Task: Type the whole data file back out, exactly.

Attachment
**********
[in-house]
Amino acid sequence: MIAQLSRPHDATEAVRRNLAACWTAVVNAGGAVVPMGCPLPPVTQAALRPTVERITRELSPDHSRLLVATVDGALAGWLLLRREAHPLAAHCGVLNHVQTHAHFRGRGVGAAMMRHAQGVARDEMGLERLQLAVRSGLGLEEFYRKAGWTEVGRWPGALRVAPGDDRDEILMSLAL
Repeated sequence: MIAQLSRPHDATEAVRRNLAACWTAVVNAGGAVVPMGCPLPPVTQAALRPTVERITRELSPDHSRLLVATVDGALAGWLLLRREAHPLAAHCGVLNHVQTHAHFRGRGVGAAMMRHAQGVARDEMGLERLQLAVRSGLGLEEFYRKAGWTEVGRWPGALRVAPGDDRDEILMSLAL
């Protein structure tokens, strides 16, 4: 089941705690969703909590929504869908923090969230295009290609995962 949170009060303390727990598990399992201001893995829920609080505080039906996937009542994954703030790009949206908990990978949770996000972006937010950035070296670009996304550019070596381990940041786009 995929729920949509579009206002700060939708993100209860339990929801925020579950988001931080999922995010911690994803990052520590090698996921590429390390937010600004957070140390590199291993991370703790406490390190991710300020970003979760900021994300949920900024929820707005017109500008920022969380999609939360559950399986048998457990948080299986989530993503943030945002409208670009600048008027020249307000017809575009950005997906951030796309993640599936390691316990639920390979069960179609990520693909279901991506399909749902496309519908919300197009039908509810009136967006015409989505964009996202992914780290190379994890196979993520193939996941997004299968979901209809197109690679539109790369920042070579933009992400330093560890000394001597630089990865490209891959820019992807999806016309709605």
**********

[in-house]
Amino acid sequence: MIAQLSRPHDATEAVRRNLAACWTAVVNAGGAVVPMGCPLPPVTQAALRPTVERITRELSPDHSRLLVATVDGALAGWLLLRREAHPLAAHCGVLNHVQTHAHFRGRGVGAAMMRHAQGVARDEMGLERLQLAVRSGLGLEEFYRKAGWTEVGRWPGALRVAPGDDRDEILMSLAL
Repeated sequence: MIAQLSRPHDATEAVRRNLAACWTAVVNAGGAVVPMGCPLPPVTQAALRPTVERITRELSPDHSRLLVATVDGALAGWLLLRREAHPLAAHCGVLNHVQTHAHFRGRGVGAAMMRHAQGVARDEMGLERLQLAVRSGLGLEEFYRKAGWTEVGRWPGALRVAPGDDRDEILMSLAL
């Protein structure tokens, strides 16, 4: 089941705690969703909590929504869908923090969230295009290609995962 949170009060303390727990598990399992201001893995829920609080505080039906996937009542994954703030790009949206908990990978949770996000972006937010950035070296670009996304550019070596381990940041786009 995929729920949509579009206002700060939708993100209860339990929801925020579950988001931080999922995010911690994803990052520590090698996921590429390390937010600004957070140390590199291993991370703790406490390190991710300020970003979760900021994300949920900024929820707005017109500008920022969380999609939360559950399986048998457990948080299986989530993503943030945002409208670009600048008027020249307000017809575009950005997906951030796309993640599936390691316990639920390979069960179609990520693909279901991506399909749902496309519908919300197009039908509810009136967006015409989505964009996202992914780290190379994890196979993520193939996941997004299968979901209809197109690679539109790369920042070579933009992400330093560890000394001597630089990865490209891959820019992807999806016309709605």